Haiti: Social upheaval and protests

23 December 2019 15:42


Protesters in Port-au-Prince, Haiti. Source: Dw.com

Haiti with a population of eleven million has a and a Human Development Index (HDI) of 0.5% is rated by international agencies as the poorest country in Latin America and the Caribbean. The average wage is 3 $USD a day.

Since October 2019, there has been a series of violent confrontations between the repressive forces of the Jovenel Moïse government and the Haitian people who are protesting against the current administration. Demonstrations began on 16 September after the announcement of an increase in the rates of gas, gasoline and electricity, and have expanded with demands for the resignation Jovenel Moïse. The people are asking for the formation of a unity government.

Since the protests at least 42 people have been killed due to violent confrontations. According to Blanc Innocent, President of FENATCO, BWI’s affiliate in Haiti, the number of killings has risen to the thousands. He stated, "The situation is very, very difficult nowadays. However, we will continue to fight to improve the working and living conditions of workers in Haiti."

Protestors have decried against the Government‘s recruitment of unemployed young workers in under-privileged neighborhoods and dressing them in uniforms to defend the police. The Police’s violent actions have resulted in at least 14 deaths and the burning of 17 homes.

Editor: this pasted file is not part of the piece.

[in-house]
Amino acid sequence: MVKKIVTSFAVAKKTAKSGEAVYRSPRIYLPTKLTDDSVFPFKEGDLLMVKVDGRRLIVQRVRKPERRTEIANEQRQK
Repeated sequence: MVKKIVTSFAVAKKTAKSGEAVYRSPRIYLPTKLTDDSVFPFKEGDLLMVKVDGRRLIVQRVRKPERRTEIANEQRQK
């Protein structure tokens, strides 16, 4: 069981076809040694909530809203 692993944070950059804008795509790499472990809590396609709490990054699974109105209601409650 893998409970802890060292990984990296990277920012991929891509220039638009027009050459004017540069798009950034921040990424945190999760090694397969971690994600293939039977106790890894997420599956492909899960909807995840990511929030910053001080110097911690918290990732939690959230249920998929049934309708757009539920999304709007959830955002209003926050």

Both President Innocent and Ricot Dolce Pale, General Secretary of FENATCO have been threatened and forced to take refuge to ensure their safety. Their lives were threatened when the trade unions joined several civil society organizations to sign a National Agreement calling for the resignation of the President and to initiate national dialogue to restrore democracy.

BWI Regional Representative of Latin America and the Caribbean Nilton Freitas pledged support for the Haitian trade unions. He stated, "The BWI will initiate a solidarity campaign to support Haitian trade unions, who are undergoing enormous political challenges due anti-union, violent measures implemented by the current government. We demand the government to end the immediate violence and begin constructive dialogue to achieve a quick and peaceful solution for of the current crisis for the sake of the Haitian people."